Below are two TEDx talks on the restoration of the American chestnut tree.
Dr. William A. Powell received his BS in biology in 1982 at Salisbury State University, Maryland, and his PhD in 1986 at Utah State University studying the molecular mechanisms of hypovirulence in the chestnut blight fungus, Cryphonectria parasitica.
He is currently the Director of the Council on Biotechnology in Forestry and SUNY-ESF and the Co-Director of the New York State American Chestnut Research and Restoration Program.
One of his significant accomplishments is the enhancement of blight resistance in American chestnut by his research team and collaborators. He gave this talk in 2013.
This second talk (2014) was given at a local TEDx event in Chattanooga, Tennessee. In 1904 a terrible pandemic struck the American chestnut, one of worst ecological disasters of the 20th century. Much scientific effort has been the focused on breeding a tree that combines disease resistance with timber form and other important adaptive characteristics. Our advanced hybrids are highly blight resistant. For the first time in history we may be able to reintroduce these trees into the forest in a way that will allow them to reproduce on their own and to continue their evolution. The return of the chestnut tree to the forest will depend on the concerted efforts of citizens, and scientists working together.
Dr. Hill Craddock is the Robert M. Davenport Professor in Biology at the University of Tennessee at Chattanooga, Department of Biological and Environmental Sciences. He grew up in Woods Hole, Massachusetts, on Cape Cod, son of a marine biologist father and an emergency room nurse mother, and went to sea for the first time at age 16, working summers on commercial fishing boats. He grew his first chestnut tree from a seed he planted at age 15, and he is still a chestnut enthusiast. He moved to Italy in 1987 where he and his wife Paola helped run her family’s restaurant business. They moved with their son Emilio to Tennessee in November of 1994. Dr. Craddock’s current research is focused on the restoration of the American chestnut to the Appalachian hardwood forest ecosystem and the establishment of a commercial chestnut industry in Tennessee. His project areas include breeding for resistance to chestnut blight and phytophthora root rot, Castanea germplasm collection and characterization, and chestnut cultivar evaluations.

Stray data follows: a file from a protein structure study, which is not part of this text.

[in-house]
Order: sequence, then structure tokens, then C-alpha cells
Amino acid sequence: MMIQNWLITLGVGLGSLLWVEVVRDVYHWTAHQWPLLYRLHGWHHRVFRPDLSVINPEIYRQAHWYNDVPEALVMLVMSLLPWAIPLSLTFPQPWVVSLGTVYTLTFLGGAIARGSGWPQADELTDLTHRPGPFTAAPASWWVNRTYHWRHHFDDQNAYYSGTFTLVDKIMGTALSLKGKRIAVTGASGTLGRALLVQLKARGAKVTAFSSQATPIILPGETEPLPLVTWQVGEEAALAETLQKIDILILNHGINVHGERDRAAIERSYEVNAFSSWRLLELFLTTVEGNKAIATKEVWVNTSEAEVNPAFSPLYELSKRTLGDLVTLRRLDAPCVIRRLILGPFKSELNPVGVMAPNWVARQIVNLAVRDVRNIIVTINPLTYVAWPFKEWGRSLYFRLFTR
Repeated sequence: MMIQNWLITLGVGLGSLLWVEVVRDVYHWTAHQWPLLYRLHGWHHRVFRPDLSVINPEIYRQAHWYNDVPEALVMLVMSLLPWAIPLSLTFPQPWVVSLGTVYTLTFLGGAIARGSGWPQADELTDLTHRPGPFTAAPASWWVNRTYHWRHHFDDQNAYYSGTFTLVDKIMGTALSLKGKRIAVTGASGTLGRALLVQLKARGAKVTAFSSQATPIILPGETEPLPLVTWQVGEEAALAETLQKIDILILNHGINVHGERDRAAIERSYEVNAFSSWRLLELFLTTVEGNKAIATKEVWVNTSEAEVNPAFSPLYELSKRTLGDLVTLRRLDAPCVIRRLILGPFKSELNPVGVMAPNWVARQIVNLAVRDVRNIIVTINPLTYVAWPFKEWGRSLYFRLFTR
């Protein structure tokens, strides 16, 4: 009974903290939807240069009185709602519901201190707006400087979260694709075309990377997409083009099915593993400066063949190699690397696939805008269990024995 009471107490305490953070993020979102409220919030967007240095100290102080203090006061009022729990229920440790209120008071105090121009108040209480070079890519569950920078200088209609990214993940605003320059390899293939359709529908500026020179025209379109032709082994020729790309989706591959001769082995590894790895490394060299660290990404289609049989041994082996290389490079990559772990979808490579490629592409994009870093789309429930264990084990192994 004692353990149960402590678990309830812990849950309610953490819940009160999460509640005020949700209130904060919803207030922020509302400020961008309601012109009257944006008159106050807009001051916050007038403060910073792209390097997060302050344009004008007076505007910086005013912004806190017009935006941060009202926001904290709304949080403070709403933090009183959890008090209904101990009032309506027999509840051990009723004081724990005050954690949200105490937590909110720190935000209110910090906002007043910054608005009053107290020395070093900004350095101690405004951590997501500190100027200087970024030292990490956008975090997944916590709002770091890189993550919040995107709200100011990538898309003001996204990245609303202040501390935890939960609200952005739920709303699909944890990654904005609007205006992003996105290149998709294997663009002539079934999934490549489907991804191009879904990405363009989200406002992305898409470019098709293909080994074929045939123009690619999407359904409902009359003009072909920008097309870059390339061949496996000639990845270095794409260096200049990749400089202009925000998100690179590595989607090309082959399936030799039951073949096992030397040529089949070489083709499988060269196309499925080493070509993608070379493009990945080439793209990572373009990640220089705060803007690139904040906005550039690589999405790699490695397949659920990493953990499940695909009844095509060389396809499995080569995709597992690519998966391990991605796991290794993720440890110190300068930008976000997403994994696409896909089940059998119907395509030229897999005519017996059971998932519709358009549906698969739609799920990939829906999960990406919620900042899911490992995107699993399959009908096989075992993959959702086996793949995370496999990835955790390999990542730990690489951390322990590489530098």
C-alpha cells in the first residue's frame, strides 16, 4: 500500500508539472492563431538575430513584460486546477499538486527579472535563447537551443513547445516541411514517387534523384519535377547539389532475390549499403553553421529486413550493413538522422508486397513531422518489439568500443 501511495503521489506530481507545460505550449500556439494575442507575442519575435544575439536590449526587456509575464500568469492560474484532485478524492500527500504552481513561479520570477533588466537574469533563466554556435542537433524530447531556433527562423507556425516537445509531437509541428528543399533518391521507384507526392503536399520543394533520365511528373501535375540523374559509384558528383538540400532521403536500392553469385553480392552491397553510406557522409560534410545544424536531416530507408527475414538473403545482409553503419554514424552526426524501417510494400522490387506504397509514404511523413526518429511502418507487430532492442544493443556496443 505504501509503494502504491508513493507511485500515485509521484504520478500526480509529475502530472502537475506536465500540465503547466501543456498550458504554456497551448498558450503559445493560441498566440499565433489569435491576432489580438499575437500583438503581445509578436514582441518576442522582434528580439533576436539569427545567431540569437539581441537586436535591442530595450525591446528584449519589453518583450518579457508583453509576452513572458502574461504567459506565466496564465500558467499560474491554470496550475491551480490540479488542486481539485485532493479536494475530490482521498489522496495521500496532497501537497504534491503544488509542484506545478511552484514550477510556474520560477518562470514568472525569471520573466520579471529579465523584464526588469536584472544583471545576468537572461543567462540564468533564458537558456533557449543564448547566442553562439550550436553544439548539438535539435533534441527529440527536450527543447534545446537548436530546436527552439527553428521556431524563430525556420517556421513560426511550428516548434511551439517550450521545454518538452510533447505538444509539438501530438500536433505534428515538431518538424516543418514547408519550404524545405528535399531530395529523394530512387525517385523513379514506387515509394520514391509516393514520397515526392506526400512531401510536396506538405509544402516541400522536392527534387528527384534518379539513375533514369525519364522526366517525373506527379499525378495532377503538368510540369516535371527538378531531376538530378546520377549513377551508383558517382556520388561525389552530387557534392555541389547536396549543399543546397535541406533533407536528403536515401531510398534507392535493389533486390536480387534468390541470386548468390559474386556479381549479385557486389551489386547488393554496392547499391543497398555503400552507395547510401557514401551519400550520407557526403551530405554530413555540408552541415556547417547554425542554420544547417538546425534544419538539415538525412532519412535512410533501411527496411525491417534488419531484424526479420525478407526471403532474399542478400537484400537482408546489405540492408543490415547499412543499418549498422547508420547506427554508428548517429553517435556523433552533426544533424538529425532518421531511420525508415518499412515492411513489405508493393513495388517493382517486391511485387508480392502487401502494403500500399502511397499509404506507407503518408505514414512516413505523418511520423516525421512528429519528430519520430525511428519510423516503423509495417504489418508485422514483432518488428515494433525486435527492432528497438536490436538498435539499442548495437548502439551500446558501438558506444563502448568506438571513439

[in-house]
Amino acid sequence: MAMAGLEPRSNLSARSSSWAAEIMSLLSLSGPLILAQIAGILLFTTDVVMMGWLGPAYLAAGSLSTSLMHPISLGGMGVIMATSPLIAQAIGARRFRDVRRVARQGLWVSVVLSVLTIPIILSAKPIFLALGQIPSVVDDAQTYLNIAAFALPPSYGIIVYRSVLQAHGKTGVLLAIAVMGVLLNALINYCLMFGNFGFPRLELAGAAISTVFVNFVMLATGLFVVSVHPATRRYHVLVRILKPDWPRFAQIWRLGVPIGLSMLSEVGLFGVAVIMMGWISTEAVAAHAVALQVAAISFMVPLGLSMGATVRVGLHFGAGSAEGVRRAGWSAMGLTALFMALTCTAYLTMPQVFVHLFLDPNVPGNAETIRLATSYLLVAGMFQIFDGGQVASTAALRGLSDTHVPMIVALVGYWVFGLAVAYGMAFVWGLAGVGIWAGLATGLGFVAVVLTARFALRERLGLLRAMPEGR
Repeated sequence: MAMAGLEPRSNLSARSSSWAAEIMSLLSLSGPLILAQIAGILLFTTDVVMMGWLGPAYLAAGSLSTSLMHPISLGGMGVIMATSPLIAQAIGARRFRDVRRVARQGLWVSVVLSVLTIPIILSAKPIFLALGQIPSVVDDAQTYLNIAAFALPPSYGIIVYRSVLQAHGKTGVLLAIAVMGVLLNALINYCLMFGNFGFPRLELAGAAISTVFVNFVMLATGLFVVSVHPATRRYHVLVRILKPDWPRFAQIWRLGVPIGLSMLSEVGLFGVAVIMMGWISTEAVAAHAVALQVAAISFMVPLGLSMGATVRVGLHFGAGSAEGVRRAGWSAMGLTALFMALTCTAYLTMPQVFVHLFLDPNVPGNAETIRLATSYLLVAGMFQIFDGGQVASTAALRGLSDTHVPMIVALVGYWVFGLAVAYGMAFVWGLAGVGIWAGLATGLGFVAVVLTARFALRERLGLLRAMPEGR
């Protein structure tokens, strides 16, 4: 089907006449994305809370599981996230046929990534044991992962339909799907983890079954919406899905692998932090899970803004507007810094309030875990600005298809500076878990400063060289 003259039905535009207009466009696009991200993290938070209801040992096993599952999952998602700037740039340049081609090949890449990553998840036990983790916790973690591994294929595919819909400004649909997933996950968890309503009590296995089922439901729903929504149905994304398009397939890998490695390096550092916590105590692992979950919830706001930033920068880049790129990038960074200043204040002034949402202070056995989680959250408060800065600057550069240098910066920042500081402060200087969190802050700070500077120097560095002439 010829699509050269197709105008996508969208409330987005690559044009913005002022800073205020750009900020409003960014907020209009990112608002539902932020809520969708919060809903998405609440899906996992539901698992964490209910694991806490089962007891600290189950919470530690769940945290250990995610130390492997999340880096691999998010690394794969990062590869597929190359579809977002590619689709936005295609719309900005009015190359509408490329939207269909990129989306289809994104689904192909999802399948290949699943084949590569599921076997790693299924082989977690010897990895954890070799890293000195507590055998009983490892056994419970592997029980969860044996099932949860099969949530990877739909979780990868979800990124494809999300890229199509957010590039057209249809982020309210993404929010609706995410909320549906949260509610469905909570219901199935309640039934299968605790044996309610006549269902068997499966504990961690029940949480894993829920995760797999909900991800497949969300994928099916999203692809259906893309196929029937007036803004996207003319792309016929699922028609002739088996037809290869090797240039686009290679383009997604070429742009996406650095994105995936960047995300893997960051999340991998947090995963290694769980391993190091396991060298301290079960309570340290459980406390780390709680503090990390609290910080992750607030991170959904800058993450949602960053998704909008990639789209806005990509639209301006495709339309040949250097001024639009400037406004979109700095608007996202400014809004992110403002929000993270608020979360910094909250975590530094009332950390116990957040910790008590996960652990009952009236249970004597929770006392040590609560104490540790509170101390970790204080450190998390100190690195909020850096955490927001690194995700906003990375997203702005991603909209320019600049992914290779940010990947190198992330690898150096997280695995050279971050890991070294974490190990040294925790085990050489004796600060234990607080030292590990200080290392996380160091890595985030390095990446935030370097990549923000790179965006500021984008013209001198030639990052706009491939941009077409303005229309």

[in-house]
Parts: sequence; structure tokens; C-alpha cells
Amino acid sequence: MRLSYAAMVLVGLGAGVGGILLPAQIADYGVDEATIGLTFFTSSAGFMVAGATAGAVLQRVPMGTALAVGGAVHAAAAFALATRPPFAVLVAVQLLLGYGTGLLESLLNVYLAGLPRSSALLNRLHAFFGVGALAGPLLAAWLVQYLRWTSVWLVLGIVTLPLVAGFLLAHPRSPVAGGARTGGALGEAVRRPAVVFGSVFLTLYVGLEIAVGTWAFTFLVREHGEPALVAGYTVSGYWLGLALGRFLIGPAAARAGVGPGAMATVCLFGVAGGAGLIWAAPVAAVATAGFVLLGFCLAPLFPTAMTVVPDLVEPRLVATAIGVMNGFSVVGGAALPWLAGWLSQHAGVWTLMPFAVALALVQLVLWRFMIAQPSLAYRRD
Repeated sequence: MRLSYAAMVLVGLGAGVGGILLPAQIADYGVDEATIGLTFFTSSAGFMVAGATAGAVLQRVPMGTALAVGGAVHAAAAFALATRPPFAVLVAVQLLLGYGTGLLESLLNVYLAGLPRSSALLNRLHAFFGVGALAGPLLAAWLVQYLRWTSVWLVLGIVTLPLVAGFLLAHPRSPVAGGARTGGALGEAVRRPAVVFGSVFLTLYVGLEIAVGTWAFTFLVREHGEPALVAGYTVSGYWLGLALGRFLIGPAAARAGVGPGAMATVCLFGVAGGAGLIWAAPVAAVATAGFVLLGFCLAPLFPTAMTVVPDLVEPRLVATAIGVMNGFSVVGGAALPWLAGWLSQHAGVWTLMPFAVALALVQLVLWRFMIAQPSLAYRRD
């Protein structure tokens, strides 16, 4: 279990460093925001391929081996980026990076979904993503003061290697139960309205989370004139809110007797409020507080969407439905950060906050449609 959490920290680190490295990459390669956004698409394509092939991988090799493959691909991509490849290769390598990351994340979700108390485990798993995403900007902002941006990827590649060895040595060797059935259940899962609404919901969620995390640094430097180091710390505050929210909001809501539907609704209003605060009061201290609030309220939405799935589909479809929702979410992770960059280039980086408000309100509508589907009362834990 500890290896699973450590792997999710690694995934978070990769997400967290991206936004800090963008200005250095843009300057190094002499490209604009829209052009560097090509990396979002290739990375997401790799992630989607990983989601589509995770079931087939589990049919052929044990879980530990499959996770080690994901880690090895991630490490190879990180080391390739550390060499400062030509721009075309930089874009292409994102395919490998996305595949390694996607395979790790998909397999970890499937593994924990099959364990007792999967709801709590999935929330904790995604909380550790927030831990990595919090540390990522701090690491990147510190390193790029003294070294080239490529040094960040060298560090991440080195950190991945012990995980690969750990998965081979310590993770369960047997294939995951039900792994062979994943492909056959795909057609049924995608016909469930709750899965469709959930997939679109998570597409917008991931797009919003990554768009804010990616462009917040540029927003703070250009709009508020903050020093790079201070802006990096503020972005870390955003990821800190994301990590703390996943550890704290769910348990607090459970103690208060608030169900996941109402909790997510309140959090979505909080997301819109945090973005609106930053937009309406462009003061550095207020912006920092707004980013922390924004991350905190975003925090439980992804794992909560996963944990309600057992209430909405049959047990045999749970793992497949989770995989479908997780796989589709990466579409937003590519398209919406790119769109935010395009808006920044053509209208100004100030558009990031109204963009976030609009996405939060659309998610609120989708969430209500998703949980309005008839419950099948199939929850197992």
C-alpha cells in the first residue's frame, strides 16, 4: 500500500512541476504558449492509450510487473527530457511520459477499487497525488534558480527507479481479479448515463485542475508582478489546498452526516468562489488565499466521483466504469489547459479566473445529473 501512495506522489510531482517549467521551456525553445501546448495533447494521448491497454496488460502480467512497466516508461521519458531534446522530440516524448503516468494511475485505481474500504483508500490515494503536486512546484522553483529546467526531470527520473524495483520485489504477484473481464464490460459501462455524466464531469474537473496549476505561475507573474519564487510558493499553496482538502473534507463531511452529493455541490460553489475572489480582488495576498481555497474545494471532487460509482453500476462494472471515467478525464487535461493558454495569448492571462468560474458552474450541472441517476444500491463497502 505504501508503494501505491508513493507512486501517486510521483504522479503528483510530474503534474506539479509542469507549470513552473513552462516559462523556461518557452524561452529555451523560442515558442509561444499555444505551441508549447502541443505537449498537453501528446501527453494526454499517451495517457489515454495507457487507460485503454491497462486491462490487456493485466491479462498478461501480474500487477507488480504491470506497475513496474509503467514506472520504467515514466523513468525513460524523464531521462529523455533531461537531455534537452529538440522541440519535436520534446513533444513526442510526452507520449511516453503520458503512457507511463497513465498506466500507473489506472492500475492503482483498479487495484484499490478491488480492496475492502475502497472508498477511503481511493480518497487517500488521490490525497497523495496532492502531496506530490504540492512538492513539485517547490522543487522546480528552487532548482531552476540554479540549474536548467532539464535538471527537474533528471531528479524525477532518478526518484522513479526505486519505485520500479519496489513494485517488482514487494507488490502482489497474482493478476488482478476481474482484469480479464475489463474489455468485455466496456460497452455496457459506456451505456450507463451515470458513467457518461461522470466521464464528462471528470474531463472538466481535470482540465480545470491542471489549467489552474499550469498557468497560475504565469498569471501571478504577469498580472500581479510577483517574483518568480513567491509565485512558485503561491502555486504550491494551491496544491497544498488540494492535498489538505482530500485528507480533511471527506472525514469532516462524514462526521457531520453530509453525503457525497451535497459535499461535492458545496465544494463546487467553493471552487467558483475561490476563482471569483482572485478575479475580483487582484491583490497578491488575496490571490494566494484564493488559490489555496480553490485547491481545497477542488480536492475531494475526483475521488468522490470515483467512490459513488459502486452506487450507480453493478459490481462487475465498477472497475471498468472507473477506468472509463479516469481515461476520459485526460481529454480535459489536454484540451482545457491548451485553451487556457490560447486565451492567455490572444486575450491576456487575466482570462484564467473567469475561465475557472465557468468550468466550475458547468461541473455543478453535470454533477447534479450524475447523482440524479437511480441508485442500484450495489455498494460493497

Dr. Craddock completed doctoral and postdoctoral research on hazelnut and chestnut biology at the Universita’ di Torino in Turin, Italy, before conducting research on anthracnose-resistant dogwood cultivars and on evaluating chestnut cultivars at the Tennessee State University/USDA-ARS Nursery Crop Research Station in McMinnville, Tennessee. He has been teaching introductory biology, mycology (the study of fungi; mushrooms, molds and yeasts), dendrology (the study of trees), and economic botany (the evolution and domestication of cultivated plants) at UTC since 1996. His research is supported, in part, by the Summerfield Johnston Endowment for the Restoration of the American Chestnut, The American Chestnut Foundation, the Bettie J. Smith LLC, and Dollywood.